U.S. Department of Labor
Employment Standards Administration
Office of Labor-Management Standards
St. Louis District Office
1222 Spruce Street, Room 9.109E
St. Louis, MO 63103
(314) 539-2667 Fax: (314) 539-2626
December 15, 2009
Mr. Donald Willey, Business Manager
11000 Lin Valle Drive
St. Louis, MO 63123-7215
LM File Number 023-844
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Dear Mr. Willey:
This office has recently completed an audit of Laborers Local 110 under the Compliance Audit Program (CAP) to determine your organization’s compliance with the provisions of the Labor-Management Reporting and Disclosure Act of 1959 (LMRDA). As discussed during the exit interview with you, Financial Secretary Thomas Daniels, Office Secretary Carole Meier, and CPA Mark Hollman on April 20, 2009, the following problems were disclosed during the CAP. The matters listed below are not an exhaustive list of all possible problem areas since the audit conducted was limited in scope.
Title II of the LMRDA establishes certain reporting and recordkeeping requirements. Section 206 requires, among other things, that labor organizations maintain adequate records for at least five years by which each receipt and disbursement of funds, as well as all account balances, can be verified, explained, and clarified. As a general rule, labor organizations must maintain all records used or received in the course of union business.
For disbursements, this includes not only original bills, invoices, receipts, vouchers, and applicable resolutions, but also documentation showing the nature of the union business requiring the disbursement, the goods or services received, and the identity of the recipient(s) of the goods or services. In most instances, this documentation requirement can be satisfied with a sufficiently descriptive expense receipt or invoice. If an expense receipt is not sufficiently descriptive, a union officer or employee should write a note on it providing the additional information. For money it receives, the labor organization must keep at least one record showing the date, amount, purpose, and source of that money. The labor organization must also retain bank records for all accounts.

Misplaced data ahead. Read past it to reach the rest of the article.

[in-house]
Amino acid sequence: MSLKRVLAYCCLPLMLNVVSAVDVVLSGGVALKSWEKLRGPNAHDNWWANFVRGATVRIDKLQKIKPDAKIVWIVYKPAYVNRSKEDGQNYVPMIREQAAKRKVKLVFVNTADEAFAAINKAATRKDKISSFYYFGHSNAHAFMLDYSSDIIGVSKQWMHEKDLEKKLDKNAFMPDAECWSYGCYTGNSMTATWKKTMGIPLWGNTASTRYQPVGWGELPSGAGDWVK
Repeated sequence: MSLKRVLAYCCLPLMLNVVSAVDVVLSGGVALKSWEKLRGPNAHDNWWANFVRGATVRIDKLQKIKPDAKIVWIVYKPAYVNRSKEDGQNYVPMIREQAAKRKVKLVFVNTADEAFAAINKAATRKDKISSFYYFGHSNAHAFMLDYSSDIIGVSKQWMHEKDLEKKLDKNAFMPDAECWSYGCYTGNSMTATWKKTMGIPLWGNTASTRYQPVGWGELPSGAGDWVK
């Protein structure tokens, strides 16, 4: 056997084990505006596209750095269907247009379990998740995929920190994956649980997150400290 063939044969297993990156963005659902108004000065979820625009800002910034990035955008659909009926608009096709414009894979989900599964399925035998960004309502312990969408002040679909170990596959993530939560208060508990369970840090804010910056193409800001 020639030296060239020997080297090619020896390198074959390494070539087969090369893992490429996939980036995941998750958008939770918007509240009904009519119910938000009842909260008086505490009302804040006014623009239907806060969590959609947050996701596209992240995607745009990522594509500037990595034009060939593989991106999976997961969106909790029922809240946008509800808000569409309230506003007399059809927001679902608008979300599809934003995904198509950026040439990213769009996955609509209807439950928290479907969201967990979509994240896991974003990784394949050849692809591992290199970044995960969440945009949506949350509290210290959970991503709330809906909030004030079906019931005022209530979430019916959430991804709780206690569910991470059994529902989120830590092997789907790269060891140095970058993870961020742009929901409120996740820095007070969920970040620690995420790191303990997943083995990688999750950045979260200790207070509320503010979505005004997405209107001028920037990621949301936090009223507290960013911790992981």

The audit of Local 110’s records for fiscal year ending June 30, 2008 revealed the following recordkeeping violation:
Back-up Documentation for Disbursements
Local 110 did not retain adequate documentation for several disbursements during the fiscal year. For example, Local 110 had no invoice on file for a disbursement to Grace Christian Academy in the amount of $36,250. An invoice was requested and acquired during the course of the audit from the vendor.
As previously noted, labor organizations must retain original receipts, bills, and vouchers for all disbursements. The president and treasurer (or corresponding principal officers) of your union, who are required to sign your union’s LM report, are responsible for properly maintaining union records.